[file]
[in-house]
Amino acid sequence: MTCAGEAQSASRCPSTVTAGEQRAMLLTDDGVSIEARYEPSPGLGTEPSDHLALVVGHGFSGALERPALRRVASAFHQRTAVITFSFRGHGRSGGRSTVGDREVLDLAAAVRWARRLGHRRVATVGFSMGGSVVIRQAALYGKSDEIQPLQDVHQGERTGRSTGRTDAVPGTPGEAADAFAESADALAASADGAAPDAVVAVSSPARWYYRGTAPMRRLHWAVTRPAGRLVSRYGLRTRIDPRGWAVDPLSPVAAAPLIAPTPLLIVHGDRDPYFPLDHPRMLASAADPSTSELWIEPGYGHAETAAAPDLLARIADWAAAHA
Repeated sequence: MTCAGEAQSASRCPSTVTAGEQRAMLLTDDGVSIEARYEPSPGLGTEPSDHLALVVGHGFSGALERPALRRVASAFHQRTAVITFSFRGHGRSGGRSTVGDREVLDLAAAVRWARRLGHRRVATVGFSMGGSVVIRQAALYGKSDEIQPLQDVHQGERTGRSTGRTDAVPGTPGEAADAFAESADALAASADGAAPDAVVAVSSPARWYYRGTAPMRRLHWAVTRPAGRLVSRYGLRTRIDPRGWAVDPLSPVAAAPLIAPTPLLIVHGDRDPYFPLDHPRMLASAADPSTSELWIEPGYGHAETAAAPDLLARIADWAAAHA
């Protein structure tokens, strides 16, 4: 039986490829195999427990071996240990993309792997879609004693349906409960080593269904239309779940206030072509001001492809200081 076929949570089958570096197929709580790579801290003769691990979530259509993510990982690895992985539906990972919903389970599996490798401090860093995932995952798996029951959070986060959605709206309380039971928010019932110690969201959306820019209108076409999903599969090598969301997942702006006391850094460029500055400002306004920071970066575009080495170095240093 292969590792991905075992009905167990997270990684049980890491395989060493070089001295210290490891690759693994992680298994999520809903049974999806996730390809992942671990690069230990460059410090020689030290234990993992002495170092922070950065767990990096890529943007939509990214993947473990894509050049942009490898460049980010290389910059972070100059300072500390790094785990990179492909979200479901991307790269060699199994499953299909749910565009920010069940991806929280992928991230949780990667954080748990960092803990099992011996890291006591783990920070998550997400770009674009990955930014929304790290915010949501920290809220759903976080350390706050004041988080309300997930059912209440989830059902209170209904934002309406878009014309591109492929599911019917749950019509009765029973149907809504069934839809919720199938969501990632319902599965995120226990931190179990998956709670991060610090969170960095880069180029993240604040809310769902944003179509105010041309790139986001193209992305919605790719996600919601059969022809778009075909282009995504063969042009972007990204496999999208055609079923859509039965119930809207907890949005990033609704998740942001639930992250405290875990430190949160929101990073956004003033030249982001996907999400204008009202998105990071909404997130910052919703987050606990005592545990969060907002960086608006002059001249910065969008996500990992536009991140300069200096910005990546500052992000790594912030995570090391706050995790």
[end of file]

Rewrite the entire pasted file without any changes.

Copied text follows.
[in-house]
Amino acid sequence: MTCAGEAQSASRCPSTVTAGEQRAMLLTDDGVSIEARYEPSPGLGTEPSDHLALVVGHGFSGALERPALRRVASAFHQRTAVITFSFRGHGRSGGRSTVGDREVLDLAAAVRWARRLGHRRVATVGFSMGGSVVIRQAALYGKSDEIQPLQDVHQGERTGRSTGRTDAVPGTPGEAADAFAESADALAASADGAAPDAVVAVSSPARWYYRGTAPMRRLHWAVTRPAGRLVSRYGLRTRIDPRGWAVDPLSPVAAAPLIAPTPLLIVHGDRDPYFPLDHPRMLASAADPSTSELWIEPGYGHAETAAAPDLLARIADWAAAHA
Repeated sequence: MTCAGEAQSASRCPSTVTAGEQRAMLLTDDGVSIEARYEPSPGLGTEPSDHLALVVGHGFSGALERPALRRVASAFHQRTAVITFSFRGHGRSGGRSTVGDREVLDLAAAVRWARRLGHRRVATVGFSMGGSVVIRQAALYGKSDEIQPLQDVHQGERTGRSTGRTDAVPGTPGEAADAFAESADALAASADGAAPDAVVAVSSPARWYYRGTAPMRRLHWAVTRPAGRLVSRYGLRTRIDPRGWAVDPLSPVAAAPLIAPTPLLIVHGDRDPYFPLDHPRMLASAADPSTSELWIEPGYGHAETAAAPDLLARIADWAAAHA
């Protein structure tokens, strides 16, 4: 039986490829195999427990071996240990993309792997879609004693349906409960080593269904239309779940206030072509001001492809200081 076929949570089958570096197929709580790579801290003769691990979530259509993510990982690895992985539906990972919903389970599996490798401090860093995932995952798996029951959070986060959605709206309380039971928010019932110690969201959306820019209108076409999903599969090598969301997942702006006391850094460029500055400002306004920071970066575009080495170095240093 292969590792991905075992009905167990997270990684049980890491395989060493070089001295210290490891690759693994992680298994999520809903049974999806996730390809992942671990690069230990460059410090020689030290234990993992002495170092922070950065767990990096890529943007939509990214993947473990894509050049942009490898460049980010290389910059972070100059300072500390790094785990990179492909979200479901991307790269060699199994499953299909749910565009920010069940991806929280992928991230949780990667954080748990960092803990099992011996890291006591783990920070998550997400770009674009990955930014929304790290915010949501920290809220759903976080350390706050004041988080309300997930059912209440989830059902209170209904934002309406878009014309591109492929599911019917749950019509009765029973149907809504069934839809919720199938969501990632319902599965995120226990931190179990998956709670991060610090969170960095880069180029993240604040809310769902944003179509105010041309790139986001193209992305919605790719996600919601059969022809778009075909282009995504063969042009972007990204496999999208055609079923859509039965119930809207907890949005990033609704998740942001639930992250405290875990430190949160929101990073956004003033030249982001996907999400204008009202998105990071909404997130910052919703987050606990005592545990969060907002960086608006002059001249910065969008996500990992536009991140300069200096910005990546500052992000790594912030995570090391706050995790």